Xbox One Kinect
23rd May 2013 | 18:31
Numerous enhancements should improve the motion controller's functionality
For the thousands around the world who watched Microsoft's Xbox One reveal event over the Internet and on their Xbox 360 consoles earlier this week, it was about an hour filled with some fresh information on the company's forthcoming console, though it also left them with a lot of questions.
However, while the press attending the event - held in a tent on Microsoft's rainy Redmond, Wash., campus - got the same info and left with many of the same questions, we were also treated to brief tours of some of the Xbox facilities.
Among the rooms we saw were a fabrication shop where engineers 3D-printed dozens of controller models to enable a better ergonomic design for the Xbox One gamepad; a test chamber where dozens of robotic fingers pressed controller buttons repeatedly to measure the peripheral's endurance; and a severely sound-dampened audio room that puts the new Kinect's voice-command recognition through its paces.
Perhaps the most interesting and illuminating - in some ways, literally - section of the tour was a room consisting of a large display, a couch and one of the new Kinect sensors. Here we were able to see for ourselves how much better this new sensor will be over the current model and how it'll improve game play, video chats and overall interaction with the system's interface.
On the face of it
The engineers told us that the new sensor will be able to scan a larger room area, enabling tracking within a virtual box that's nearly twice what the current Kinect can view.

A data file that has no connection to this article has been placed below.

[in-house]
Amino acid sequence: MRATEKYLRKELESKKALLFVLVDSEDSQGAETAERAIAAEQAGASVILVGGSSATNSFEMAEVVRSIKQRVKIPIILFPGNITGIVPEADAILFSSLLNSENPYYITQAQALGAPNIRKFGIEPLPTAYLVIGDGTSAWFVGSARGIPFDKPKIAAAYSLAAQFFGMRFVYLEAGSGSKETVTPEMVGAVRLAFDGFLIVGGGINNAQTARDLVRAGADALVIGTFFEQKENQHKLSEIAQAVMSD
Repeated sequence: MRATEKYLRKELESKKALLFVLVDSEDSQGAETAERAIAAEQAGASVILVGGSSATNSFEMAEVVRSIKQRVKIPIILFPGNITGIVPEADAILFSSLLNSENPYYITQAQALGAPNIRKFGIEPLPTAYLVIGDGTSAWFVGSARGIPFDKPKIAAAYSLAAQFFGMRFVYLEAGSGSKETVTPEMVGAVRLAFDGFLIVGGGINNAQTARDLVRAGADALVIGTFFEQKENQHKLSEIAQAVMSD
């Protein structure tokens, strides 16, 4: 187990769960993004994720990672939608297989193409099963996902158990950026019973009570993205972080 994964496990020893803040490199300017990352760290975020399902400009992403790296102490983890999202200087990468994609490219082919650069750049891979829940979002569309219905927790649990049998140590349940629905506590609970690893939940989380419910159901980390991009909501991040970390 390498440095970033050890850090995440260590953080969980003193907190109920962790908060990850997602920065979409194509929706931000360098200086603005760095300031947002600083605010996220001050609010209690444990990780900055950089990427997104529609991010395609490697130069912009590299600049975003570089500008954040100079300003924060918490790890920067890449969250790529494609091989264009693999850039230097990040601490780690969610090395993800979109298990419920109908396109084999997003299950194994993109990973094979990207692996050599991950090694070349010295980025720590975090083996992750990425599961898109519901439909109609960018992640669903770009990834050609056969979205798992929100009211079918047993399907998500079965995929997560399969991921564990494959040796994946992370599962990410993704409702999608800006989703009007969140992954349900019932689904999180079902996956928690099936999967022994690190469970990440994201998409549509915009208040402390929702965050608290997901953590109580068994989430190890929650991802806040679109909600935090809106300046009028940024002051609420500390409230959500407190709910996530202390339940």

Not only will this provide quality reading of people closer and farther away from the sensor - so those with small living rooms will be able to use it - but also those farther apart laterally, so you don't have to pack everyone into a tight group directly in front of the Kinect.
It will also track up to six people (or "skeletons," as the engineer told us) as opposed to the two the current sensor can monitor.
The Kinect's resolution has also been radically improved. You not only get a 1080p color camera that enables high-quality Skype video chats, but it's a 3D scanning device that is strong enough to discern buttons and folds on a shirt, as well as whether you're moving your fingers, if you're facing the sensor or not, and even your facial expression.
The ability to better track faces means it'll be better at determining each player's identity for signing in the proper profile and offering other personalization.
Raising your IR
Microsoft has even boosted the Kinect's infrared vision, which results in a number of dramatic improvements.
No longer will you have to play in a well and evenly lit room for the sensor to recognize your gestures, and conversely you won't end up with sunshine blooms interfering with the Kinect.
We were shown how it could still track a person's movements in a totally dark room as well as how a bright flashlight beam shone on the person wasn't even viewable by the sensor's IR mode.
On what sounded like a science-fiction-esque promise, we were also told that the new Kinect's IR capabilities would be able to track your heart beat, by detecting the flow of blood under the surface of your face.
While my first thought was the inevitable tabloid headline ("Xbox Console Spots Owner's Heart Attack, Skypes 911"), the engineer stated that it would be extremely useful with exercise software to monitor the user's heartbeat, so it could offer a better workout and keep the person from under or over exertion.
Though the proof will fully come from using the new Kinect in real-world software tests - which we're expecting to try out more at next month's E3 trade show in Los Angeles - we're hopeful that the changes will enable smoother use with the Xbox One, but also enable more people to take advantage of the voice and gesture command functionality.
More importantly, though, we're praying that the Kinect's necessity in the hardware daisy chain won't result in the console raising too many Big Brother concerns.